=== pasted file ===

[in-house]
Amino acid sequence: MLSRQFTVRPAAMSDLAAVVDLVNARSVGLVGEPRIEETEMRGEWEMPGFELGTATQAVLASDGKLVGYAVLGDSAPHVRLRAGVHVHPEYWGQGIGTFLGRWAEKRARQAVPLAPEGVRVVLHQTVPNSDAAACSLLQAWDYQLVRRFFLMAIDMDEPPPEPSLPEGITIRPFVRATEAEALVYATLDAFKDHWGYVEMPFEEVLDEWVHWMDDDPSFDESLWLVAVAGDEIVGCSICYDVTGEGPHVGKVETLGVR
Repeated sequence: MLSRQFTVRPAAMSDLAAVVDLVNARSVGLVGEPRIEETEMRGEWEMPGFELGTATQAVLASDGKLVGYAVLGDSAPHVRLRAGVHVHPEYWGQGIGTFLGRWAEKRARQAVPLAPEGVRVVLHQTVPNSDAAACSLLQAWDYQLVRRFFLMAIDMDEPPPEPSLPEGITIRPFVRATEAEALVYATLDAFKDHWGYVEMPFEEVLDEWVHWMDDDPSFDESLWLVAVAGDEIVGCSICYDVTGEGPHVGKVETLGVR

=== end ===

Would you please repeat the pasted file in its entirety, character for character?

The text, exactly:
[in-house]
Amino acid sequence: MLSRQFTVRPAAMSDLAAVVDLVNARSVGLVGEPRIEETEMRGEWEMPGFELGTATQAVLASDGKLVGYAVLGDSAPHVRLRAGVHVHPEYWGQGIGTFLGRWAEKRARQAVPLAPEGVRVVLHQTVPNSDAAACSLLQAWDYQLVRRFFLMAIDMDEPPPEPSLPEGITIRPFVRATEAEALVYATLDAFKDHWGYVEMPFEEVLDEWVHWMDDDPSFDESLWLVAVAGDEIVGCSICYDVTGEGPHVGKVETLGVR
Repeated sequence: MLSRQFTVRPAAMSDLAAVVDLVNARSVGLVGEPRIEETEMRGEWEMPGFELGTATQAVLASDGKLVGYAVLGDSAPHVRLRAGVHVHPEYWGQGIGTFLGRWAEKRARQAVPLAPEGVRVVLHQTVPNSDAAACSLLQAWDYQLVRRFFLMAIDMDEPPPEPSLPEGITIRPFVRATEAEALVYATLDAFKDHWGYVEMPFEEVLDEWVHWMDDDPSFDESLWLVAVAGDEIVGCSICYDVTGEGPHVGKVETLGVR